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Fadhilah, D., Marzuki, M. I..  2020.  Performance Analysis of IDS Snort and IDS Suricata with Many-Core Processor in Virtual Machines Against Dos/DDoS Attacks. 2020 2nd International Conference on Broadband Communications, Wireless Sensors and Powering (BCWSP). :157—162.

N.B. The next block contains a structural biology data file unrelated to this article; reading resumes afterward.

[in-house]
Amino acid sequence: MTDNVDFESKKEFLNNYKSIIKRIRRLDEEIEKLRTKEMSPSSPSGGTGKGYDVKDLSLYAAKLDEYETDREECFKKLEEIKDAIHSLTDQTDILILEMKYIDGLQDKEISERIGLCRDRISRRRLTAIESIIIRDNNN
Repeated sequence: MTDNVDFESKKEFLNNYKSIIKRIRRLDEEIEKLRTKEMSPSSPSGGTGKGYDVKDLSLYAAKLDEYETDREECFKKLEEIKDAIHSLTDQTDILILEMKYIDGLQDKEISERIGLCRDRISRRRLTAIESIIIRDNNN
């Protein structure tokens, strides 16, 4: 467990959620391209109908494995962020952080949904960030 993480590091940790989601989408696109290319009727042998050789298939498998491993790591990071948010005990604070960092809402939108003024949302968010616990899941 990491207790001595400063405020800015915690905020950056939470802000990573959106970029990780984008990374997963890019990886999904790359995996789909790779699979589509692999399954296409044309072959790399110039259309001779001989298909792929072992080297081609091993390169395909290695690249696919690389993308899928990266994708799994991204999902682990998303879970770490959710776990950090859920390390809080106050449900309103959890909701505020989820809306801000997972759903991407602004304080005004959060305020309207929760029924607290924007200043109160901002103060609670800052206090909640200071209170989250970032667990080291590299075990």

The rapid development of technology makes it possible for a physical machine to be converted into a virtual machine, which can operate multiple operating systems that are running simultaneously and connected to the internet. DoS/DDoS attacks are cyber-attacks that can threaten the telecommunications sector because these attacks cause services to be disrupted and be difficult to access. There are several software tools for monitoring abnormal activities on the network, such as IDS Snort and IDS Suricata. From previous studies, IDS Suricata is superior to IDS Snort version 2 because IDS Suricata already supports multi-threading, while IDS Snort version 2 still only supports single-threading. This paper aims to conduct tests on IDS Snort version 3.0 which already supports multi-threading and IDS Suricata. This research was carried out on a virtual machine with 1 core, 2 core, and 4 core processor settings for CPU, memory, and capture packet attacks on IDS Snort version 3.0 and IDS Suricata. The attack scenario is divided into 2 parts: DoS attack scenario using 1 physical computer, and DDoS attack scenario using 5 physical computers. Based on overall testing, the results are: In general, IDS Snort version 3.0 is better than IDS Suricata. This is based on the results when using a maximum of 4 core processor, in which IDS Snort version 3.0 CPU usage is stable at 55% - 58%, a maximum memory of 3,000 MB, can detect DoS attacks with 27,034,751 packets, and DDoS attacks with 36,919,395 packets. Meanwhile, different results were obtained by IDS Suricata, in which CPU usage is better compared to IDS Snort version 3.0 with only 10% - 40% usage, and a maximum memory of 1,800 MB. However, the capabilities of detecting DoS attacks are smaller with 3,671,305 packets, and DDoS attacks with a total of 7,619,317 packets on a TCP Flood attack test.